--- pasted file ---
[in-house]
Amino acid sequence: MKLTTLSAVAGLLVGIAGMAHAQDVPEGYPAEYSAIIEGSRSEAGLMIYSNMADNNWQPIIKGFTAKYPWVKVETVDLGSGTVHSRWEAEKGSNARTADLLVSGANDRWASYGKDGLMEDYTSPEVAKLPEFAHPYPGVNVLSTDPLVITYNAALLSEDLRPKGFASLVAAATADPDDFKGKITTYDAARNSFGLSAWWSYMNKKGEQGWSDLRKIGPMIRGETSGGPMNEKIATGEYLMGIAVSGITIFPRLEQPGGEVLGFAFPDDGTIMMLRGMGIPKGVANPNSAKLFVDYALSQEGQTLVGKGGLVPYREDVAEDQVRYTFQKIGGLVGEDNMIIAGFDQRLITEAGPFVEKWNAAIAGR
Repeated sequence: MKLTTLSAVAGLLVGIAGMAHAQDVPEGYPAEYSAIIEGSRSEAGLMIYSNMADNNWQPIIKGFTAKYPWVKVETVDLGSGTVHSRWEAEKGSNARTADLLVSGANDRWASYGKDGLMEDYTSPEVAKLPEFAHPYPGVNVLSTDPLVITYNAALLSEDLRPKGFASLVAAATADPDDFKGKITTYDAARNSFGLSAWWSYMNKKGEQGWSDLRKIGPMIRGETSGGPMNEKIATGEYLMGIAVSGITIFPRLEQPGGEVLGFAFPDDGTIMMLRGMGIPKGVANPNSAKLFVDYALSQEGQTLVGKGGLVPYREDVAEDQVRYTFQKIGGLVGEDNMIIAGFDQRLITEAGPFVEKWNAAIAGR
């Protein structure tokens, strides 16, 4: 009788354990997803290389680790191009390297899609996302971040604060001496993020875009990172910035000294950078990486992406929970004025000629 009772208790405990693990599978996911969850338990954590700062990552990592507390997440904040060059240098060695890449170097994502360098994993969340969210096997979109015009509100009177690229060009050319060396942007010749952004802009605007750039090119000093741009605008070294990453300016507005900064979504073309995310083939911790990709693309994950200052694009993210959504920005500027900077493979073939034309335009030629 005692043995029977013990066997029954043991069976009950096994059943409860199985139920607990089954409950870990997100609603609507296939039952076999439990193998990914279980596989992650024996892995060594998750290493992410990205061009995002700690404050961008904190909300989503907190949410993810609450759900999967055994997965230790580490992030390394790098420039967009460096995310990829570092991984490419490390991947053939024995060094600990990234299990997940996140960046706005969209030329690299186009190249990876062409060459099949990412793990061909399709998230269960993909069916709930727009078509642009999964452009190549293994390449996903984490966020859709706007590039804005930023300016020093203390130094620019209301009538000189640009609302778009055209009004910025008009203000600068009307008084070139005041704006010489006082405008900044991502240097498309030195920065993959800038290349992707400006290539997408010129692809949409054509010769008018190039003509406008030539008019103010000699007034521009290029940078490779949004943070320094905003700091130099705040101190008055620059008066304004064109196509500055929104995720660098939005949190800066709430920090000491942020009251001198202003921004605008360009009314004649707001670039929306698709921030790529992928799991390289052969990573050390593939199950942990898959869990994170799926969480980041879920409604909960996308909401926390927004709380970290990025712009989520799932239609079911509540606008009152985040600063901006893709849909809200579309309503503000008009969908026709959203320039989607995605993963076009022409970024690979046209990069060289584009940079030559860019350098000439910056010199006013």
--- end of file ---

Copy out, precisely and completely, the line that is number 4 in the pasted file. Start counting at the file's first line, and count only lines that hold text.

């Protein structure tokens, strides 16, 4: 009788354990997803290389680790191009390297899609996302971040604060001496993020875009990172910035000294950078990486992406929970004025000629 009772208790405990693990599978996911969850338990954590700062990552990592507390997440904040060059240098060695890449170097994502360098994993969340969210096997979109015009509100009177690229060009050319060396942007010749952004802009605007750039090119000093741009605008070294990453300016507005900064979504073309995310083939911790990709693309994950200052694009993210959504920005500027900077493979073939034309335009030629 005692043995029977013990066997029954043991069976009950096994059943409860199985139920607990089954409950870990997100609603609507296939039952076999439990193998990914279980596989992650024996892995060594998750290493992410990205061009995002700690404050961008904190909300989503907190949410993810609450759900999967055994997965230790580490992030390394790098420039967009460096995310990829570092991984490419490390991947053939024995060094600990990234299990997940996140960046706005969209030329690299186009190249990876062409060459099949990412793990061909399709998230269960993909069916709930727009078509642009999964452009190549293994390449996903984490966020859709706007590039804005930023300016020093203390130094620019209301009538000189640009609302778009055209009004910025008009203000600068009307008084070139005041704006010489006082405008900044991502240097498309030195920065993959800038290349992707400006290539997408010129692809949409054509010769008018190039003509406008030539008019103010000699007034521009290029940078490779949004943070320094905003700091130099705040101190008055620059008066304004064109196509500055929104995720660098939005949190800066709430920090000491942020009251001198202003921004605008360009009314004649707001670039929306698709921030790529992928799991390289052969990573050390593939199950942990898959869990994170799926969480980041879920409604909960996308909401926390927004709380970290990025712009989520799932239609079911509540606008009152985040600063901006893709849909809200579309309503503000008009969908026709959203320039989607995605993963076009022409970024690979046209990069060289584009940079030559860019350098000439910056010199006013």